- Be mindful of Touching Things: Because germs can survive on surfaces for a while, use caution when handling things in public. To reduce the chance of contaminating your eyes with germs, refrain from touching your face, especially your eyes.
- Stay away from crowded places: Crowded areas raise the risk of coming into contact with contagious people. Consider spending less time in crowded locations when conjunctivitis or other illnesses are in the region to lessen the chance of transmission.
- Avoid Touching or Rubbing Your Eyes: Introducing bacteria from your hands into your eyes by touching or rubbing them increases the risk of infections. Even though your eyes are itchy, it’s crucial to repress the temptation to touch them.
- Do not use swimming pool: If you have conjunctivitis it is best to avoid using swimming pools until the infection has totally resolved. Swimming could potentially transfer the condition to other people since chlorine in pools may not completely destroy all germs.
How long does conjunctivitis last?
In most cases, the eye infection will go away on its own in 7 to 14 days without any long-term effects or treatment. Viral conjunctivitis, however, can occasionally take two to three weeks or longer to go away. To treat more severe conjunctivitis conditions, a doctor may prescribe an antiviral medicine.
Home remedies for pink eye
While home remedies for pink eye (conjunctivitis) offer some comfort, it’s important to remember that they should not be used in place of professional medical guidance. To manage the symptoms of pink eye infection, people sometimes find the following home remedies helpful:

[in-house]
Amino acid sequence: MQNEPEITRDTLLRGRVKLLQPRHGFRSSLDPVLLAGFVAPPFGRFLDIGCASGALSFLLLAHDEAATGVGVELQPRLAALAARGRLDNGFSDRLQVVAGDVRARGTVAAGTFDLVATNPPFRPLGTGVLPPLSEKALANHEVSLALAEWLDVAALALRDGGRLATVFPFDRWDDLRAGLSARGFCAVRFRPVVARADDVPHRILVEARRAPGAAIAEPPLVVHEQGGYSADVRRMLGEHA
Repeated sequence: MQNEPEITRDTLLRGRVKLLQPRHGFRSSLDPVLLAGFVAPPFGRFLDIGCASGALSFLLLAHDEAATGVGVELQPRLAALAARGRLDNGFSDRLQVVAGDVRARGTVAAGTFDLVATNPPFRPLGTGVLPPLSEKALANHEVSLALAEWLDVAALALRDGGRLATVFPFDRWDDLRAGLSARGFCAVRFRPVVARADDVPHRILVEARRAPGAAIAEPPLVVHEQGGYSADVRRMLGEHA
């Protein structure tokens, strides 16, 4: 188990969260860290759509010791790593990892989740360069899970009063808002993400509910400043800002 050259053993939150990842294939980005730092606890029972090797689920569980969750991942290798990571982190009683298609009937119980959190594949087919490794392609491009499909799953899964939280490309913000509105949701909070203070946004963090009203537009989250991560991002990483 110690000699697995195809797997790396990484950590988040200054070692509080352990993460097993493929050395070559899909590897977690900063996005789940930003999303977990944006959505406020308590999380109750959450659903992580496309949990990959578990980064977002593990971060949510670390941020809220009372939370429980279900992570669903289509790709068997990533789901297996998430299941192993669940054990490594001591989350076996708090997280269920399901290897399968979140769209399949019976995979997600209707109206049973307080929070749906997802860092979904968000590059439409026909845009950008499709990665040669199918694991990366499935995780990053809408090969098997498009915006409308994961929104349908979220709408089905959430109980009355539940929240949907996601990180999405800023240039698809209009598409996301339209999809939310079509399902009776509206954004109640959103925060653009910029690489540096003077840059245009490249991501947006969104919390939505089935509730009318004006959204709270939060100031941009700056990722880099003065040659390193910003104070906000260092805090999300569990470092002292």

- Warm compress: Applying a warm, damp compress to the affected eye might help ease irritation and lessen crusting. Use a warm, soft cloth. Ensure that the towel is not too hot before applying it lightly to the closed eyelid.
- Cold compress: A cold compress can be soothing for an irritated or scratchy eye. Apply an ice pack or clean towel wrapped in a thin cloth for brief intervals to the closed eyelid.
- Hygiene: Use good hygiene to avoid passing on the pink eye to others or from one eye to the other. Avoid touching your eyes, wash your hands frequently, and use separate towels and pillowcases.
- Avoid Irritants: If you have allergic conjunctivitis, find out which allergens cause your symptoms and stay away from them. During pollen seasons, keep windows closed, use air purifiers, and wash your bedding frequently.
These home remedies offer short-term relief for moderate pink eye symptoms. It’s crucial to get medical attention if your symptoms are severe, there is discharge coming from your eyes, or if the illness worsens or persists.
Pink eye, often known as conjunctivitis, affects people of all ages and can be contagious. People can protect their eye health and stop the spread of conjunctivitis by using proper hygiene and being aware of eye infections. Together, let’s raise awareness of eye health issues and put an end to the spread of this eye disease.